Recent studies have highlighted just how much plastic litters the oceans — billions of pieces can be found from the surface to the deepest seas in every corner of the world.

But not all creatures are harmed by microplastics in the water, new research suggests.

Biologists at the North Sea Office of the Alfred Wegener Institute, Helmholtz Centre for Polar and Marine Research (AWI), found that ingestion of microplastic particles does not mechanically affect marine isopods.

Lars Gutow and colleagues conducted feeding experiments with the isopod Idotea emarginata, offering the creatures artificial algal food supplemented with plastic particles in varying concentrations. Over six to seven weeks, three different kinds of microplastics were added to the food: industrially produced polystyrene particles with a diameter of 10 micrometers as well as self-made fragments and fibres made of polyethylene and polyacryl.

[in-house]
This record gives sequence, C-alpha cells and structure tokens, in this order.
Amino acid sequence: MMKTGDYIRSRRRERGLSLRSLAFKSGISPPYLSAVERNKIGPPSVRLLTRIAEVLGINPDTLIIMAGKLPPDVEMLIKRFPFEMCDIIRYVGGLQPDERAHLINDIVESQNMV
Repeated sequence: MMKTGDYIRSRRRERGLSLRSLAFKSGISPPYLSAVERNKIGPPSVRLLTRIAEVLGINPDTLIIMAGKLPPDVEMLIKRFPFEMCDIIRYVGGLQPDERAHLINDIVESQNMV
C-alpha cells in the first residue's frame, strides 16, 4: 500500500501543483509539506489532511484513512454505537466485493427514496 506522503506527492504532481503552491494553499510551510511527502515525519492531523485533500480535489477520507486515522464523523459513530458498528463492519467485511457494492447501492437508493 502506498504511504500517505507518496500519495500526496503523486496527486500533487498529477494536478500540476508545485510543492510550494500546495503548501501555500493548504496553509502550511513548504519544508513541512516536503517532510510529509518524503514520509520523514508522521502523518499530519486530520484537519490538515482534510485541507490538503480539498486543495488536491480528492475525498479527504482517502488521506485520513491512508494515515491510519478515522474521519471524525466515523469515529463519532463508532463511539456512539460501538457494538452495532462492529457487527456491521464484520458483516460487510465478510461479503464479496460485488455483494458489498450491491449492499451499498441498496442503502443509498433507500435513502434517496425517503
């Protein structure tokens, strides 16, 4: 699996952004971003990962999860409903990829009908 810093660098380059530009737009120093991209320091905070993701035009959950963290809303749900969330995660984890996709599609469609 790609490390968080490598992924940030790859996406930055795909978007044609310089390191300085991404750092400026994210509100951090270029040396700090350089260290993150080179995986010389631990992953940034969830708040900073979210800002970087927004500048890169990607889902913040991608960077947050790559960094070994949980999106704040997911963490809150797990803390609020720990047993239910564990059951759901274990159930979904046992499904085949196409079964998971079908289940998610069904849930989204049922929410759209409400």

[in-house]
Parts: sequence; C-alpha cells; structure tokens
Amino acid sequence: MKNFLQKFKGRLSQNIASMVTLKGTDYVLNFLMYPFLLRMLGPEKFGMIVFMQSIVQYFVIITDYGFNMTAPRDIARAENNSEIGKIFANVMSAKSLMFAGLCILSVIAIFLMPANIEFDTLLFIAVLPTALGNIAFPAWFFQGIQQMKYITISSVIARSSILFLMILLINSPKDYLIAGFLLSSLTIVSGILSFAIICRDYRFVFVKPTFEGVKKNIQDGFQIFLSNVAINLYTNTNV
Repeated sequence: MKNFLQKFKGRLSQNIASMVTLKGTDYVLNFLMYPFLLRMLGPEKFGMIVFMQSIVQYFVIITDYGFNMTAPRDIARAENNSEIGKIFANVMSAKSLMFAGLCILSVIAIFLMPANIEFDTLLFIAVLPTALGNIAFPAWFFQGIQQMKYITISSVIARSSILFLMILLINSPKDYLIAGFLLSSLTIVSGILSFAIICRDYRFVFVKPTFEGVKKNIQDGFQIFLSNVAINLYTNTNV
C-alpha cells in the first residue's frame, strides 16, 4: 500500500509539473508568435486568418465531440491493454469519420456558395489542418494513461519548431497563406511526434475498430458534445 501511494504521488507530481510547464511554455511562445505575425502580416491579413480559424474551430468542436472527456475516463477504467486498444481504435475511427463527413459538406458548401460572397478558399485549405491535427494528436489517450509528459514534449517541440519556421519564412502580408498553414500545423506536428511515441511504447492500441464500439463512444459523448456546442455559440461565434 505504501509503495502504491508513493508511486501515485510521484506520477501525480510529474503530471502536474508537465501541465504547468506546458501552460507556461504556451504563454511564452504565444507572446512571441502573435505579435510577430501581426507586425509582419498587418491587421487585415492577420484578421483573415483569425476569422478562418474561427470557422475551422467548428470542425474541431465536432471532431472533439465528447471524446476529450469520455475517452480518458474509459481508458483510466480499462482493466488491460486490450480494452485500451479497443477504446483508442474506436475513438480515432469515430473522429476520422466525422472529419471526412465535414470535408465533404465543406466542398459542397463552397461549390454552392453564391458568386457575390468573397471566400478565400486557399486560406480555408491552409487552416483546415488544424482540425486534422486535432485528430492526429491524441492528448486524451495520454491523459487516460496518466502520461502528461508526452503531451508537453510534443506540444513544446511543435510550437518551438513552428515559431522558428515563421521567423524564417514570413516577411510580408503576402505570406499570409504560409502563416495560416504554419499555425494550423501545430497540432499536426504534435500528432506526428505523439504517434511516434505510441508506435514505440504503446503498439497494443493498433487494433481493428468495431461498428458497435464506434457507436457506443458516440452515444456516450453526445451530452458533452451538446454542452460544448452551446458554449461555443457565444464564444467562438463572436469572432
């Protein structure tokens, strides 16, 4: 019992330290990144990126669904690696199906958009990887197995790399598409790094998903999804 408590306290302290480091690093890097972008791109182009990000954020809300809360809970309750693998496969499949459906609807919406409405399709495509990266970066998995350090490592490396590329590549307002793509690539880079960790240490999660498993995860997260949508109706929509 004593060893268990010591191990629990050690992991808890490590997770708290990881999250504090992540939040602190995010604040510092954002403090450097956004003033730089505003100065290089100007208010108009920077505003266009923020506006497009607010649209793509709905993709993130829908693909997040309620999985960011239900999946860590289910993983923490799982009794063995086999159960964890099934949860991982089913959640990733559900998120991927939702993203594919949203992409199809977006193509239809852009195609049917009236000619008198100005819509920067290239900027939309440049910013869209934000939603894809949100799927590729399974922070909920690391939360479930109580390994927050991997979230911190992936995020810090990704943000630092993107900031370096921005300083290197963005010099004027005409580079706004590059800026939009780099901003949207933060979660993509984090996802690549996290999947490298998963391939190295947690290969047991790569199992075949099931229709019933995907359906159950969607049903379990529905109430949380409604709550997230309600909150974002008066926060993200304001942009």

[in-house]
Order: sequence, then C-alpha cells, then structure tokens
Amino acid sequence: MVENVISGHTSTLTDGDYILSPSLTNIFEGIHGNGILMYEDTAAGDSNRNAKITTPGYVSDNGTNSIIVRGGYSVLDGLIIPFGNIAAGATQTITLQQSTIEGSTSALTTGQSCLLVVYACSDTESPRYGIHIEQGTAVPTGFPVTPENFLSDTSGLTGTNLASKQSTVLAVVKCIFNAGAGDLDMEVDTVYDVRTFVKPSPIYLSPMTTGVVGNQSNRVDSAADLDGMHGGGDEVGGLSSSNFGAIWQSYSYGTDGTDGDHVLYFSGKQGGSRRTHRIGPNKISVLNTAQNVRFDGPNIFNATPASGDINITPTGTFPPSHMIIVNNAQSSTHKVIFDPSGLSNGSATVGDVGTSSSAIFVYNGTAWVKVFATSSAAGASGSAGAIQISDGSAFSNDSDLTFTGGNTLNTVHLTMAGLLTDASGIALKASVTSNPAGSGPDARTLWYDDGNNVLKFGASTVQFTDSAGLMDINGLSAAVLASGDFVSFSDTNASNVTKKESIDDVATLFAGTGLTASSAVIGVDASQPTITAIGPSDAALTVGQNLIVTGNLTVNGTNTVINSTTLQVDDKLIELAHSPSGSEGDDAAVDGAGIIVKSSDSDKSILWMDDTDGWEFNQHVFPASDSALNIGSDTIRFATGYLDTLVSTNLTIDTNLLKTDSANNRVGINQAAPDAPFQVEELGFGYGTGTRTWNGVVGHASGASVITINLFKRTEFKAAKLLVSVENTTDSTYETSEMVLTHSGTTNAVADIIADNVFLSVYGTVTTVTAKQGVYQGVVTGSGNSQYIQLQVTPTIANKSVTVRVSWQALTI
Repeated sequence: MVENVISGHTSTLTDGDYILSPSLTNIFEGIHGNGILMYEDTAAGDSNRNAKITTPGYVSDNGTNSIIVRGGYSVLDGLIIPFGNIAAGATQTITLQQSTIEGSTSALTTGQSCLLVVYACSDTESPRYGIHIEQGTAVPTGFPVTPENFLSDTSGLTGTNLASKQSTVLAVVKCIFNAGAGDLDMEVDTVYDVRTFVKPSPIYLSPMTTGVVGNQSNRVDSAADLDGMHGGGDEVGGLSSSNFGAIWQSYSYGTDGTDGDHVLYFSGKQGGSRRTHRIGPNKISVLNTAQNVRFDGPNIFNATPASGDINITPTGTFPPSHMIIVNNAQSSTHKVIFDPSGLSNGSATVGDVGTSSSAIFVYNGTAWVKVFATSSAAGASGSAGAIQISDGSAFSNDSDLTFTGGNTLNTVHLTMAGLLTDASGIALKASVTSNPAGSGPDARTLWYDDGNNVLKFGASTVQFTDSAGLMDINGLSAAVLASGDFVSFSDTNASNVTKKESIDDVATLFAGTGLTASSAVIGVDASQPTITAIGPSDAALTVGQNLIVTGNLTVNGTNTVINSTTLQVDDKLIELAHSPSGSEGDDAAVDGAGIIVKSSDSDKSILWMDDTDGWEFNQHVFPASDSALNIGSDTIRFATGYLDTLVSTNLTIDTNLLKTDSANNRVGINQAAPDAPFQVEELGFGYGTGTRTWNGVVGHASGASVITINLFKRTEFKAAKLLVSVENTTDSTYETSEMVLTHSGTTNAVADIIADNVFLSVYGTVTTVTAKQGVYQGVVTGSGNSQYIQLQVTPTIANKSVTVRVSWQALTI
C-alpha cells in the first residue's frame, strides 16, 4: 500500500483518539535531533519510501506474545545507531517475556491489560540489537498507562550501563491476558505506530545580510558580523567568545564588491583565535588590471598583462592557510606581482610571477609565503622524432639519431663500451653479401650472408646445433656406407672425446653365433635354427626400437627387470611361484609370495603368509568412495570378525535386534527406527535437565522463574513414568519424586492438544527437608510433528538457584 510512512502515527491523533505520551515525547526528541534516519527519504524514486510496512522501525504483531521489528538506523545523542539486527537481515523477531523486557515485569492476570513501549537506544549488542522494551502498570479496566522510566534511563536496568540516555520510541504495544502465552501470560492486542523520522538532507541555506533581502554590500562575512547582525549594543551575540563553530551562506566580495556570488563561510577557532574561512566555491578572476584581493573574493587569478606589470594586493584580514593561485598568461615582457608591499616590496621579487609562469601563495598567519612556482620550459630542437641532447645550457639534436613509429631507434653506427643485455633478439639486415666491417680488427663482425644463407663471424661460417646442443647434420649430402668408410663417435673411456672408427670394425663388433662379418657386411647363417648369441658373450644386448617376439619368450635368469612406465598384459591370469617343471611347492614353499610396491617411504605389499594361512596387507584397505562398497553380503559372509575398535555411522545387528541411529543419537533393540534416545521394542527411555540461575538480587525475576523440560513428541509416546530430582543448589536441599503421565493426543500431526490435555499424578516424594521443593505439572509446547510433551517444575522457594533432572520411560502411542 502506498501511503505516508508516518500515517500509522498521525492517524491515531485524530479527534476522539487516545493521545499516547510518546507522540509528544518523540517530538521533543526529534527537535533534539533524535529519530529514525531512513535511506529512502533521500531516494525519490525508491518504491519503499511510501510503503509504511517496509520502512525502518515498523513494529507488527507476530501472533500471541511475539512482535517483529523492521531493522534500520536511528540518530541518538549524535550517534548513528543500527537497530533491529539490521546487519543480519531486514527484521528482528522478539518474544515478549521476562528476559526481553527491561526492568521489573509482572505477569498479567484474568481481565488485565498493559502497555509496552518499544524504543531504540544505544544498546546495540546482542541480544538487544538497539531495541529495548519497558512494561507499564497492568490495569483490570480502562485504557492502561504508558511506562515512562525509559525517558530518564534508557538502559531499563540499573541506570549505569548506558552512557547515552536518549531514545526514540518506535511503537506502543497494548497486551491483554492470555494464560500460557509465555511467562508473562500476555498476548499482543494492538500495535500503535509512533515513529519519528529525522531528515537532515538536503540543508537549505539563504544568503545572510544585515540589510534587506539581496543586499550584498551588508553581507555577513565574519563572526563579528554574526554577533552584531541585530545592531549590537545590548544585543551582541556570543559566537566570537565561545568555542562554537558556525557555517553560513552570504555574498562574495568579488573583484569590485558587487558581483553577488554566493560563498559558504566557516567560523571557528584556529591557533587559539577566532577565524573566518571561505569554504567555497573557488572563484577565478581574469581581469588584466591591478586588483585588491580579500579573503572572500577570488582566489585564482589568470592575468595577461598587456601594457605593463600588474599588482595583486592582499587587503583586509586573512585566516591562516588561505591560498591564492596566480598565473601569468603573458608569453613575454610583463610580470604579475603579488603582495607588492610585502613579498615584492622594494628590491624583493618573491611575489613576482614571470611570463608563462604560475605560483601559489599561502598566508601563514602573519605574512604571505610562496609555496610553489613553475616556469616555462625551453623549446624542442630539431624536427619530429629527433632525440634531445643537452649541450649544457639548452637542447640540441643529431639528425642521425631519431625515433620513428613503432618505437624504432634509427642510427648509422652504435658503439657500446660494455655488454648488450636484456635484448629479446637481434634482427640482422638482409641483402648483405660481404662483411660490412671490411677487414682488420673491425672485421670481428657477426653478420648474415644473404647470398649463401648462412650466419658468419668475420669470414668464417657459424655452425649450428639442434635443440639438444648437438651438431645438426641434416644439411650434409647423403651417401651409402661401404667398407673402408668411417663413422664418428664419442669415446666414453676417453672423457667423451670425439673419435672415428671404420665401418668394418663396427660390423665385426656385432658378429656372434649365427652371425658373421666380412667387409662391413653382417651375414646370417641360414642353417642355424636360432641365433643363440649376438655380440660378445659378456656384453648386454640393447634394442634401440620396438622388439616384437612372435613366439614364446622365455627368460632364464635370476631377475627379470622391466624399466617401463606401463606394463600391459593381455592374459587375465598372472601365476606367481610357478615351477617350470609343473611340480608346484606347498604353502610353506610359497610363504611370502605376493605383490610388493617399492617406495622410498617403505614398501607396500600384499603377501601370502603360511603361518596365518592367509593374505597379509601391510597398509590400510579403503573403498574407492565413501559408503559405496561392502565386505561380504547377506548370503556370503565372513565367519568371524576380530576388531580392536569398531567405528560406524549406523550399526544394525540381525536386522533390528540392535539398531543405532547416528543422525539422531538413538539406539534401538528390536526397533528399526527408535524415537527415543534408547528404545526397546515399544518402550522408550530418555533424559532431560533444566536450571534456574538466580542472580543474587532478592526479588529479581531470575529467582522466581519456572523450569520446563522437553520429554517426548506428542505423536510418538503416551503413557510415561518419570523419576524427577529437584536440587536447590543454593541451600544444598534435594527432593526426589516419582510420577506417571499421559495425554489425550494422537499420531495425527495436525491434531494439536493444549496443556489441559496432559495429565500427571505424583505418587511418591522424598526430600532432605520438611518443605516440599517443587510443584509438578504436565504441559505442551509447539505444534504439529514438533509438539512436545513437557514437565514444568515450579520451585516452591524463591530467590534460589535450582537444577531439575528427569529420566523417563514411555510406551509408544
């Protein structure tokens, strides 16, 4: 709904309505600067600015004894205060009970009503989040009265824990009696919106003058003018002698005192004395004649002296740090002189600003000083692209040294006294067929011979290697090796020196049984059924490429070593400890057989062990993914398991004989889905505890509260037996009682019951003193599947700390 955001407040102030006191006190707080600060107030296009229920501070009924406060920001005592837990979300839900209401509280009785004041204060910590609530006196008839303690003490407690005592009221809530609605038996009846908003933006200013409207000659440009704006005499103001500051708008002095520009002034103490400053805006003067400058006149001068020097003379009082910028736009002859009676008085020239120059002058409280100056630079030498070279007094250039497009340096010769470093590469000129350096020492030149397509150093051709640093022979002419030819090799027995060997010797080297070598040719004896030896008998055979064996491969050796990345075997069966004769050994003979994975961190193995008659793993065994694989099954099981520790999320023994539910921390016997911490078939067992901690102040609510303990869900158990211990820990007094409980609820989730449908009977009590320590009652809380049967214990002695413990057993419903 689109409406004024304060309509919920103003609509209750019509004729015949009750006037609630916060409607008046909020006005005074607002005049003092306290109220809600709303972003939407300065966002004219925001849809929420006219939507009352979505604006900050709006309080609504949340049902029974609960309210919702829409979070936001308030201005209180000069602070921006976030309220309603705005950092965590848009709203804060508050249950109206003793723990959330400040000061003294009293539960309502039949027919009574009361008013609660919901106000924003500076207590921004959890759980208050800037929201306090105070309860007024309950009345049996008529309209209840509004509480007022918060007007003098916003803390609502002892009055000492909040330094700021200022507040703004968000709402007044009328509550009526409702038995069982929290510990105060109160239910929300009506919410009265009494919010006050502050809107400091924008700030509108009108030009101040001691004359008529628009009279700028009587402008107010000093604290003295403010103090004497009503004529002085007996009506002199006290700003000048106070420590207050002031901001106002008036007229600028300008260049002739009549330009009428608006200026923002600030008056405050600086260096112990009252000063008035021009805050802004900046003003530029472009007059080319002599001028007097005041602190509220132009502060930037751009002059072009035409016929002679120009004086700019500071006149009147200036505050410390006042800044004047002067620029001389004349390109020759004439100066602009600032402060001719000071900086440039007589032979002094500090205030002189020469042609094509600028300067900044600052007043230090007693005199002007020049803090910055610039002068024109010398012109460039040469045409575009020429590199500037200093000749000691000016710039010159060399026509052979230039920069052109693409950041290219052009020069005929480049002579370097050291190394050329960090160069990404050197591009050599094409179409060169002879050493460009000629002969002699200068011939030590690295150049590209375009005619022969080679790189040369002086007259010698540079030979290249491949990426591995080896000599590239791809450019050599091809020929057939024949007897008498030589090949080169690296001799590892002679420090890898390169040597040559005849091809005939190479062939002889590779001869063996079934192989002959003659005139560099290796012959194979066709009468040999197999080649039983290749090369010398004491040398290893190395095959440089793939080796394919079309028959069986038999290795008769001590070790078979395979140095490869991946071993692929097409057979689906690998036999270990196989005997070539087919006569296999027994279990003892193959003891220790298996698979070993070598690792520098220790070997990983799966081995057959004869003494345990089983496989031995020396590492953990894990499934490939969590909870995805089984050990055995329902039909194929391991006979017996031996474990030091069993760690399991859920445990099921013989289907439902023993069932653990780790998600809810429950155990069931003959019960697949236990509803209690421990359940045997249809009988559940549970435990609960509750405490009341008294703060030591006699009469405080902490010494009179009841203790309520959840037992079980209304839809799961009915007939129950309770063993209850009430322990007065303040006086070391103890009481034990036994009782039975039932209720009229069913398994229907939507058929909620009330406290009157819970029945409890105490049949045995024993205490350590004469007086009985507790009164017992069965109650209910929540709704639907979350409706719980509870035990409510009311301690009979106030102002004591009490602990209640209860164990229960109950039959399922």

Results showed that the concentration of microplastics in the fecal material of the isopods was as high as in the food. Small amounts of microplastics were found both in the stomach and in the gut of the creatures, but no microparticles were detected in the digestive glands.

"The isopods ingested and excreted the artificial food with the microplastic particles without absorbing or accumulating the particles," Gutow said.

The scientists concluded that plastic particles in the size range studied do not represent a direct mechanical risk for isopods and the same is probably true for other crustaceans.

But it's clear that different species react differently. In an earlier study, AWI biologist Prof. Dr. Angela Kˆhler demonstrated that mussels show inflammatory reactions if they take up and absorb high concentrations of microplastic.

Research will continue. The scientists plan to examine possible chemical (toxic) and biochemical effects in addition to physical effects. Ultimately, they want to form a risk matrix on the sensitivity of different marine species to microplastic pollution.

The findings of the latest study have been published in the journal Environmental Science and Technology.